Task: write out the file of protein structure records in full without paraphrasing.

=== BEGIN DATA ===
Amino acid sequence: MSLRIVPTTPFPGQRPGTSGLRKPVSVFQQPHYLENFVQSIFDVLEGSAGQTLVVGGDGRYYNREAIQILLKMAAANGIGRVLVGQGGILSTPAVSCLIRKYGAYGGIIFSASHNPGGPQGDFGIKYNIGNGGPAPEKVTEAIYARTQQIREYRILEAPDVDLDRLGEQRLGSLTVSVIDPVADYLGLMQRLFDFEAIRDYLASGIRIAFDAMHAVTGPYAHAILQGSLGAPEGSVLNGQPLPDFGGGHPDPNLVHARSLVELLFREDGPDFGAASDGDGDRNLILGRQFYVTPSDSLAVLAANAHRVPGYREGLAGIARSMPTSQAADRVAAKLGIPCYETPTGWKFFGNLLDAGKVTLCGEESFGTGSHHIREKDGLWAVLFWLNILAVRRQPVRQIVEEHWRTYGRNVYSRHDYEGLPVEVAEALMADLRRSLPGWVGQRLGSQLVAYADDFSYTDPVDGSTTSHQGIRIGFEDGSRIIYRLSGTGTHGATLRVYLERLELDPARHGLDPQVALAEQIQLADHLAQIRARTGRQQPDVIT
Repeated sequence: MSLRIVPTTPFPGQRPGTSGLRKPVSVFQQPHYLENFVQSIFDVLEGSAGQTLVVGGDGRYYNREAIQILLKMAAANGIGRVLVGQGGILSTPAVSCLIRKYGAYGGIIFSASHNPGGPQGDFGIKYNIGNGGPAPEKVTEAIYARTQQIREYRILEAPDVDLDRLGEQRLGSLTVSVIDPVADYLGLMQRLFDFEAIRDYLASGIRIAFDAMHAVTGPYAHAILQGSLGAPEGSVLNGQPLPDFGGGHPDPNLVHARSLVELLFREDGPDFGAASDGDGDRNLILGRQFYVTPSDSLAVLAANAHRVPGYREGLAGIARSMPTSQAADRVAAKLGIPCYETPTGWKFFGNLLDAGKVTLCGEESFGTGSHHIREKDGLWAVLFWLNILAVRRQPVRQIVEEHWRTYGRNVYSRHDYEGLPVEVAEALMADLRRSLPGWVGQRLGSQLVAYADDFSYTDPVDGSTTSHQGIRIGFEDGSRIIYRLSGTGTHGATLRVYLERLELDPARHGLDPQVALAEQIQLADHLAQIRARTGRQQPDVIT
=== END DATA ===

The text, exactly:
Amino acid sequence: MSLRIVPTTPFPGQRPGTSGLRKPVSVFQQPHYLENFVQSIFDVLEGSAGQTLVVGGDGRYYNREAIQILLKMAAANGIGRVLVGQGGILSTPAVSCLIRKYGAYGGIIFSASHNPGGPQGDFGIKYNIGNGGPAPEKVTEAIYARTQQIREYRILEAPDVDLDRLGEQRLGSLTVSVIDPVADYLGLMQRLFDFEAIRDYLASGIRIAFDAMHAVTGPYAHAILQGSLGAPEGSVLNGQPLPDFGGGHPDPNLVHARSLVELLFREDGPDFGAASDGDGDRNLILGRQFYVTPSDSLAVLAANAHRVPGYREGLAGIARSMPTSQAADRVAAKLGIPCYETPTGWKFFGNLLDAGKVTLCGEESFGTGSHHIREKDGLWAVLFWLNILAVRRQPVRQIVEEHWRTYGRNVYSRHDYEGLPVEVAEALMADLRRSLPGWVGQRLGSQLVAYADDFSYTDPVDGSTTSHQGIRIGFEDGSRIIYRLSGTGTHGATLRVYLERLELDPARHGLDPQVALAEQIQLADHLAQIRARTGRQQPDVIT
Repeated sequence: MSLRIVPTTPFPGQRPGTSGLRKPVSVFQQPHYLENFVQSIFDVLEGSAGQTLVVGGDGRYYNREAIQILLKMAAANGIGRVLVGQGGILSTPAVSCLIRKYGAYGGIIFSASHNPGGPQGDFGIKYNIGNGGPAPEKVTEAIYARTQQIREYRILEAPDVDLDRLGEQRLGSLTVSVIDPVADYLGLMQRLFDFEAIRDYLASGIRIAFDAMHAVTGPYAHAILQGSLGAPEGSVLNGQPLPDFGGGHPDPNLVHARSLVELLFREDGPDFGAASDGDGDRNLILGRQFYVTPSDSLAVLAANAHRVPGYREGLAGIARSMPTSQAADRVAAKLGIPCYETPTGWKFFGNLLDAGKVTLCGEESFGTGSHHIREKDGLWAVLFWLNILAVRRQPVRQIVEEHWRTYGRNVYSRHDYEGLPVEVAEALMADLRRSLPGWVGQRLGSQLVAYADDFSYTDPVDGSTTSHQGIRIGFEDGSRIIYRLSGTGTHGATLRVYLERLELDPARHGLDPQVALAEQIQLADHLAQIRARTGRQQPDVIT